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On the Hill, Trying to Put Plaintiffs' Bar on the Defensive

With Lerach now preparing for jail, a pair of Republican congressmen push to investigate the practices of class action lawyers.
Kate Plourd, CFO.com | US
May 5, 2008

With class-action attorney William Lerach almost set to start his two-year prison sentence, some Republican lawmakers in Washington are giving Corporate America more to celebrate as they seek to turn up the heat on the conduct of class action lawyers across the country.

Last Friday, House minority leader John Boehner (R-Ohio) and Lamar Smith (R-Texas) sent letters to the chairman of the House judiciary committee, John Conyers Jr.(D-Mich.), and to House majority leader Nancy Pelosi (D-Calif.), demanding an investigation into the practices of the class actions litigation industry.

"The United States Congress has an obligation to take action — by holding hearings to determine the extent of the trial lawyer scandal and the threat to our economy, identifying appropriate legislative remedies and sending them to the President without delay," they wrote.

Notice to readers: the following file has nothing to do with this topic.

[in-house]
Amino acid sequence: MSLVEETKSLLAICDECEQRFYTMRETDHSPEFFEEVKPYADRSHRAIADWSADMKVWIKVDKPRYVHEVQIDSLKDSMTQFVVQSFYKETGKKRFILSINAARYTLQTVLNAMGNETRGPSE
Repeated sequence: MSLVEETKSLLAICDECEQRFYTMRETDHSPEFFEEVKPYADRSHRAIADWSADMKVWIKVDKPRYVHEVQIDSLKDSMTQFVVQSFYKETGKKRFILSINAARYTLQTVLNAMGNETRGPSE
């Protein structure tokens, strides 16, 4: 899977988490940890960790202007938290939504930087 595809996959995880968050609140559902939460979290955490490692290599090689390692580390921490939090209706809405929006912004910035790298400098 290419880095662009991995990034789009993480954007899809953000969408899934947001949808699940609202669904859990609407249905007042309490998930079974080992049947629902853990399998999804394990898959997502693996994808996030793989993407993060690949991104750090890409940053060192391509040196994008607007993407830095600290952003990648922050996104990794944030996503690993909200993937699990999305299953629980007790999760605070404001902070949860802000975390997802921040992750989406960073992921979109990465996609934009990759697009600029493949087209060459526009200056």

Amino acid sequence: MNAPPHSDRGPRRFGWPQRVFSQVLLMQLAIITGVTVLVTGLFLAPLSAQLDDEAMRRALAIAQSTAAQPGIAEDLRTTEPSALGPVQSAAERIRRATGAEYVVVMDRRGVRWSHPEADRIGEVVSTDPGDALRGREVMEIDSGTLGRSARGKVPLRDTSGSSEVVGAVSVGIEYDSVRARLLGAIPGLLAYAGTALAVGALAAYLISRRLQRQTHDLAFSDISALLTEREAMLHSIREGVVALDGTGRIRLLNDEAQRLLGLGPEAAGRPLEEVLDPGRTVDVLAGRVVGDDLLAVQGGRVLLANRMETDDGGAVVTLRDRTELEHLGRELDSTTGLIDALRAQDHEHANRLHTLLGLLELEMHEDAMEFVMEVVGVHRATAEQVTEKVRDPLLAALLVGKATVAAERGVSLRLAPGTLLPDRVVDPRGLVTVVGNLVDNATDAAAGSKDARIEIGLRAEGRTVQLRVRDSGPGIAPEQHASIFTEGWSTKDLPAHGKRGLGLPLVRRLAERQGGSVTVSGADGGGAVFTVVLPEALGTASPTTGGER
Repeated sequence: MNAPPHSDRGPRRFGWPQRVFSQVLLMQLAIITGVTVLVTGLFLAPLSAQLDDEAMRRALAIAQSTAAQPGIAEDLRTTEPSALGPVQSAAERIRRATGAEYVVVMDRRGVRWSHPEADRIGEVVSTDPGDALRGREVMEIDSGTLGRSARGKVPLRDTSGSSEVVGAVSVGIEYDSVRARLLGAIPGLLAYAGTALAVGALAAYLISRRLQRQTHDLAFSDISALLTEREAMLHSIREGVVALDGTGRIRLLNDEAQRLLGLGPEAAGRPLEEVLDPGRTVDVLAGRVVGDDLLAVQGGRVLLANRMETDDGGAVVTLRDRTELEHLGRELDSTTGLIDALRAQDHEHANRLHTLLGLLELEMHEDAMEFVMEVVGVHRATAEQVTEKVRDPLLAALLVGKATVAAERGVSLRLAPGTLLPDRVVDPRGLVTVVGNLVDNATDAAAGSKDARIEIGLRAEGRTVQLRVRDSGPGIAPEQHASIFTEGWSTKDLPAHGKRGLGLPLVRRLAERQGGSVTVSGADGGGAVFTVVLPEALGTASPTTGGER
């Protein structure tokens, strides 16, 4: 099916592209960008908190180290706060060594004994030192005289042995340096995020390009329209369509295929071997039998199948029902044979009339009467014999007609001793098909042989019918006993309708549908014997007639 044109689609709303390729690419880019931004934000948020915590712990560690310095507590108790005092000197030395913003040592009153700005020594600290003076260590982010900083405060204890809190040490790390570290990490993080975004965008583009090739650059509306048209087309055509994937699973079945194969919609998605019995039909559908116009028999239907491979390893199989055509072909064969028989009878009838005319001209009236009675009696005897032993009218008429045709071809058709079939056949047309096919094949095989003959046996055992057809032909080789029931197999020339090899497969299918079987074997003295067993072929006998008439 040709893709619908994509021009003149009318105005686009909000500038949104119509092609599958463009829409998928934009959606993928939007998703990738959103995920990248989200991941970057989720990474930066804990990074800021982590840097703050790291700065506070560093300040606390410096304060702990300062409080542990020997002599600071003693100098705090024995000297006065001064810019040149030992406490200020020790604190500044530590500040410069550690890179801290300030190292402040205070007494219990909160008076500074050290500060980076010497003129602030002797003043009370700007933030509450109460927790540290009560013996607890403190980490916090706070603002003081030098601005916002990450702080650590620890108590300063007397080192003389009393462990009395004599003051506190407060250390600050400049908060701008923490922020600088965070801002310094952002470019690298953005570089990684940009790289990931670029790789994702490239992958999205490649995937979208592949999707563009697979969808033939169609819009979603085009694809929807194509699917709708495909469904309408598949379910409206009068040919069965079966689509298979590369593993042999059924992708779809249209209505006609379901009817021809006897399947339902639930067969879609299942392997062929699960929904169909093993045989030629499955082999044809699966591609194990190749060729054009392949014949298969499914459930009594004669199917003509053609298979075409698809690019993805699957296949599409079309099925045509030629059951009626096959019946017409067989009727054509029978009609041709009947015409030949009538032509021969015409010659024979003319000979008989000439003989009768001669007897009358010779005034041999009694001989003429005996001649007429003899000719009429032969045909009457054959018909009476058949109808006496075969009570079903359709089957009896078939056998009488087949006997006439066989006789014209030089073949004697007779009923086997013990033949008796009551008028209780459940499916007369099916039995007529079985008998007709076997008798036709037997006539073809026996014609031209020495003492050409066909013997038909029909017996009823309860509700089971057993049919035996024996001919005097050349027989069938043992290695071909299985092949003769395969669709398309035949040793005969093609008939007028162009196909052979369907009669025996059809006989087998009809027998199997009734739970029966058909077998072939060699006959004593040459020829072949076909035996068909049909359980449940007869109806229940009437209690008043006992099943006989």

Reps. Boehner and Smith asked congressional leadership to hold the hearing on May 19, the day Lerach will begin his prison sentence for conspiracy to obstruct justice. He pleaded guilty to the charge in September, admitting that he paid off plaintiffs in some of the 150 shareholder lawsuits he brought to court.

The lawmakers cite a statement Lerach made to the Wall Street Journal after he was sentenced this February to two years of probation, 1,000 hours in community service, and payment of $250,000, in addition to his two years in prison. He told the Journal that plaintiff kickbacks schemes, like the ones he was involved in at his former law firm Milberg Weiss, were "industry practice."

Wrote Reps. Boehner and Smith, "The Republican-led Congress responded aggressively to the Enron and WorldCom scandals earlier this decade. Now the Democrat-led Congress needs to do its job and examine the scandal at Milberg Weiss, which potentially has deeper and more far reaching implications."

According to the letter the congressmen seek to investigate:

• The number of class action lawsuits brought as a result of illegal plaintiff payments

• Other conflict of interest between trial lawyers and investors they represent

• Reforms that Congress can make to rid the judicial system of such abuses.




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